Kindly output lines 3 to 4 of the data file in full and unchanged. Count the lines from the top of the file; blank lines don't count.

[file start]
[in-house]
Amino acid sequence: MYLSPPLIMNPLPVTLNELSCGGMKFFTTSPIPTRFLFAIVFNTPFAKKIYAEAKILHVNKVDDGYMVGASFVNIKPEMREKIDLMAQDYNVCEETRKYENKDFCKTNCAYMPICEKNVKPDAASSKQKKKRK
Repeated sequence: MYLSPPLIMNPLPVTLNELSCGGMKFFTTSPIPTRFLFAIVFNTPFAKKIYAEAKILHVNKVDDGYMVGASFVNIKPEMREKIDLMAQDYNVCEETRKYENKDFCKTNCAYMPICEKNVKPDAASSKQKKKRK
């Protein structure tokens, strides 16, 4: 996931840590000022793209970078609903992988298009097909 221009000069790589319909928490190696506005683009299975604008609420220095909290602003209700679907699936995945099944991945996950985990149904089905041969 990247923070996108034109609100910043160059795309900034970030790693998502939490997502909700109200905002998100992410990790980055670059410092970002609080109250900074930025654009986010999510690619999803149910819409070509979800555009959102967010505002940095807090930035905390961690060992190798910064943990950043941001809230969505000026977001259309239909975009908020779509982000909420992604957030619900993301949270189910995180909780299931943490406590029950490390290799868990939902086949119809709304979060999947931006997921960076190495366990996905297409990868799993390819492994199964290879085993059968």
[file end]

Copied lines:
Repeated sequence: MYLSPPLIMNPLPVTLNELSCGGMKFFTTSPIPTRFLFAIVFNTPFAKKIYAEAKILHVNKVDDGYMVGASFVNIKPEMREKIDLMAQDYNVCEETRKYENKDFCKTNCAYMPICEKNVKPDAASSKQKKKRK
């Protein structure tokens, strides 16, 4: 996931840590000022793209970078609903992988298009097909 221009000069790589319909928490190696506005683009299975604008609420220095909290602003209700679907699936995945099944991945996950985990149904089905041969 990247923070996108034109609100910043160059795309900034970030790693998502939490997502909700109200905002998100992410990790980055670059410092970002609080109250900074930025654009986010999510690619999803149910819409070509979800555009959102967010505002940095807090930035905390961690060992190798910064943990950043941001809230969505000026977001259309239909975009908020779509982000909420992604957030619900993301949270189910995180909780299931943490406590029950490390290799868990939902086949119809709304979060999947931006997921960076190495366990996905297409990868799993390819492994199964290879085993059968």